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In order to compare greenhouse gas emissions among issuers and real estate, differences between issuers and real estate assets have to be taken into account, i.e. greenhouse gas emissions have to be normalised. For countries, companies and real estate, one approach is to consider greenhouse gas emissions in relation to a country’s nominal GDP, a company’s sales and a real estate asset’s floor area, respectively. The resulting metric is called carbon intensity.
MSCI ESG Research LLC defines the carbon intensity for countries regarding production-based greenhouse gas emissions as follows. These include greenhouse gases as defined by the GHG Protocol Corporate Standard.
Carbon intensity government
Nominal GDP [USD million]
MSCI ESG Research LLC defines the carbon intensity for companies regarding Scope 1 and 2 emissions as follows. These include greenhouse gases as defined by the GHG Protocol Corporate Standard.
Carbon intensity corporate
Sales [USD million]
The definition of the carbon intensity for real estate applied by Swiss Life comprises greenhouse gas emissions resulting from the energy consumption to operate the real estate assets. In principle, greenhouse gas emissions are based on consumption data and emission factors that correspond with the methodological principles of the GHG Protocol Corporate Standard.
Fluctuations in consumption data can arise based on real estate characteristics, for example due to temporary vacancies (e.g. renovations or conversions). The manual entry of consumption data for real estate in Switzerland results in a time lag. In order to take due account of these interrelated factors, Swiss Life considers consumption data for real estate in Switzerland for the past three years and calculates the annual average values on that basis. For the remaining directly owned PAM real estate portfolio, consumption data is read via automatic metering systems, so that calculation of an average value is dispensed with or the real estate assets are excluded from the analysis.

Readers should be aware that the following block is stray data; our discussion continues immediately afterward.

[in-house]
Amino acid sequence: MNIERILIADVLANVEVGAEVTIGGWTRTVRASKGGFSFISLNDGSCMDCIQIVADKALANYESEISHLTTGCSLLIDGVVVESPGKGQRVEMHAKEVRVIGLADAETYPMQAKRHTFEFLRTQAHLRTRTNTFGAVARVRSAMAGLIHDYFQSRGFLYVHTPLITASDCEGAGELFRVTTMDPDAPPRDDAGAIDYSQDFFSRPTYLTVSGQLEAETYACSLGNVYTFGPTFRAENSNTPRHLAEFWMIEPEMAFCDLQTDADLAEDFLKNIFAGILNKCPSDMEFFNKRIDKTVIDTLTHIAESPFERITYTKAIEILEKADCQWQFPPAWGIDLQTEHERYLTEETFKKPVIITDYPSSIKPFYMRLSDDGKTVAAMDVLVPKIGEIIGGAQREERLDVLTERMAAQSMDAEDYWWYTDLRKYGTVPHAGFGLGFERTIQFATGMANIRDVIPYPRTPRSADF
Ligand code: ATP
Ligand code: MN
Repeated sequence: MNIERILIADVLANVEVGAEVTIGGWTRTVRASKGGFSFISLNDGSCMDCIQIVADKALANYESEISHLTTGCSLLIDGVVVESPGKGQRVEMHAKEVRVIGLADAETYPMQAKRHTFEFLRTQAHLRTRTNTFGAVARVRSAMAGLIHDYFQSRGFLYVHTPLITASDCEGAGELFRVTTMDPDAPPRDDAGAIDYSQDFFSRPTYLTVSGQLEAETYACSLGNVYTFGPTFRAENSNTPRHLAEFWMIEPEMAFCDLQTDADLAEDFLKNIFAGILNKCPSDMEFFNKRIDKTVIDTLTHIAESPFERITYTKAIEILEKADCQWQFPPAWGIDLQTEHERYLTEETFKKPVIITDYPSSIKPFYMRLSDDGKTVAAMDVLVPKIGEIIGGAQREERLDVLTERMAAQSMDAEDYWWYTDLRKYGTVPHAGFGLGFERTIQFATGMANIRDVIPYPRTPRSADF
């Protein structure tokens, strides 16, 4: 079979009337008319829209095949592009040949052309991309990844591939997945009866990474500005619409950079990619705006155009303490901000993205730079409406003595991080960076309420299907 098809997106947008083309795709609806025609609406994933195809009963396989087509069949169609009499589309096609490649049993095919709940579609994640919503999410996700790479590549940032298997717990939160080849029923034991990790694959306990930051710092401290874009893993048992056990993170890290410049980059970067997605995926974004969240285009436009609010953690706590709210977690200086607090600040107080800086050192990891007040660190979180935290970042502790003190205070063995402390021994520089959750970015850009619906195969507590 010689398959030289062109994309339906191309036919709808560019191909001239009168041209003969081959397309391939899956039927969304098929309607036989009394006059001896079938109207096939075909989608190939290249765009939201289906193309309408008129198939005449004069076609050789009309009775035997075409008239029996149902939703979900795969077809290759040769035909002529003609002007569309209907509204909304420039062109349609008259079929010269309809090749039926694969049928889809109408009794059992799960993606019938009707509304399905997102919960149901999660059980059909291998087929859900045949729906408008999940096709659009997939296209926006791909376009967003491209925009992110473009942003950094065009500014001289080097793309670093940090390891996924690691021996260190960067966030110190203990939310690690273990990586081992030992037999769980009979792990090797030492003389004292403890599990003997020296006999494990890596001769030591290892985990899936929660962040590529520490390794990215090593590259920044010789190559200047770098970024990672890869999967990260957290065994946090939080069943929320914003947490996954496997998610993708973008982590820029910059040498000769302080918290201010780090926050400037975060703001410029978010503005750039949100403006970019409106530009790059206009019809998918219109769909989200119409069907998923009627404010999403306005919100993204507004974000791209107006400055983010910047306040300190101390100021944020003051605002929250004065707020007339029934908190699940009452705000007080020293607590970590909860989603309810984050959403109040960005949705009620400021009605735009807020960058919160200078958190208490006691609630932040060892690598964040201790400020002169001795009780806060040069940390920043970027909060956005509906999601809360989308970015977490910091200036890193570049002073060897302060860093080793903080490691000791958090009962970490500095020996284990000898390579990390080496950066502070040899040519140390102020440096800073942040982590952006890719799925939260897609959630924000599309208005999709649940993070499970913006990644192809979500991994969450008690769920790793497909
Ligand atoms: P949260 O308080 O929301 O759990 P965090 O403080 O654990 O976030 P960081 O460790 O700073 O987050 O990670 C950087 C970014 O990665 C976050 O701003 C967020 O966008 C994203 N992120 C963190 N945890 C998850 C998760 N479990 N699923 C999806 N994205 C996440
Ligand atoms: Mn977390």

There is no or only incomplete data (excluding tenant electricity) for some real estate assets. These assets are excluded from the calculation. As a result, the real estate in Germany, for example, is not included. In addition, Swiss Life estimates the greenhouse gas emissions resulting from tenant electricity for a large proportion of its real estate assets. Swiss Life in Switzerland bases its assessment on estimates provided by the Swiss Society of Engineers and Architects (SIA). For the remaining directly owned PAM real estate portfolio, tenant electricity data is available or the real estate assets are excluded from the analysis.
Swiss Life aligns the normalisation of the greenhouse gas emissions (calculation of carbon intensity) of real estate with the scenario assumptions of the Carbon Risk Real Estate Monitor (CRREM) tool and uses the floor area for this purpose.
Carbon intensity real estate
Floor area [m2]